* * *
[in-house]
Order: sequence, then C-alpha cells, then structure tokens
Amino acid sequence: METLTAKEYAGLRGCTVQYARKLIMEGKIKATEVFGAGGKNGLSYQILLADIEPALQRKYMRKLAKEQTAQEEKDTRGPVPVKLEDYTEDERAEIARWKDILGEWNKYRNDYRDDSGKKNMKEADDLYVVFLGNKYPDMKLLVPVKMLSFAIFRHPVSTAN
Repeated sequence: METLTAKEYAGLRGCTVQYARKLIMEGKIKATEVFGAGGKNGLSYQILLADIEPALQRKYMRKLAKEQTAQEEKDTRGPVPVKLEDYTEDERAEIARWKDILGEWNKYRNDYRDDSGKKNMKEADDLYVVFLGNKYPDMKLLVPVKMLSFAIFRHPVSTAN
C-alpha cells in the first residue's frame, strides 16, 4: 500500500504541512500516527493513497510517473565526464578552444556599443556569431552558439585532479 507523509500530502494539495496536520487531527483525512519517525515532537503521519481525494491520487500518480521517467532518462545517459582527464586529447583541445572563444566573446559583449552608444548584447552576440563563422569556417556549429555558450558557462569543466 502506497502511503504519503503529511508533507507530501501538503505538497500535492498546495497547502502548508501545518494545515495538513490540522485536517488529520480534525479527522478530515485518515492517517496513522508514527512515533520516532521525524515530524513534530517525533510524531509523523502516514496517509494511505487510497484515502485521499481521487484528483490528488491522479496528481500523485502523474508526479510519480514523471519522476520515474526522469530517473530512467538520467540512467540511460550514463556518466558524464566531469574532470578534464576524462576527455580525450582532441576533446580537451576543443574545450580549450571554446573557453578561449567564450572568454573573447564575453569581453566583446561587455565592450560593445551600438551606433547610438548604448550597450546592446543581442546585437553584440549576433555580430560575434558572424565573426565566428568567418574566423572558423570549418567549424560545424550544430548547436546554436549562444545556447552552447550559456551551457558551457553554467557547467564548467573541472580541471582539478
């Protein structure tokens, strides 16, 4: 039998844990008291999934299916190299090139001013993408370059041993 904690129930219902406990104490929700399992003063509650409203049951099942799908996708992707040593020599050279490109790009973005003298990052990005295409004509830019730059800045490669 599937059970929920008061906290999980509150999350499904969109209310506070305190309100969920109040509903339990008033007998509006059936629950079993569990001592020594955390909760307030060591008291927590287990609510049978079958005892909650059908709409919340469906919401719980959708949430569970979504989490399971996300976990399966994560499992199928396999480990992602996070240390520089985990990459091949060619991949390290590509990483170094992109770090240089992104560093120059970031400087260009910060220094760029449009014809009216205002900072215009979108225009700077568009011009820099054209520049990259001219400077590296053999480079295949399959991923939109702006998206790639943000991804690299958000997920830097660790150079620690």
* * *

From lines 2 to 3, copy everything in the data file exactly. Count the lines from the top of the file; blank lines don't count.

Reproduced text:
Order: sequence, then C-alpha cells, then structure tokens
Amino acid sequence: METLTAKEYAGLRGCTVQYARKLIMEGKIKATEVFGAGGKNGLSYQILLADIEPALQRKYMRKLAKEQTAQEEKDTRGPVPVKLEDYTEDERAEIARWKDILGEWNKYRNDYRDDSGKKNMKEADDLYVVFLGNKYPDMKLLVPVKMLSFAIFRHPVSTAN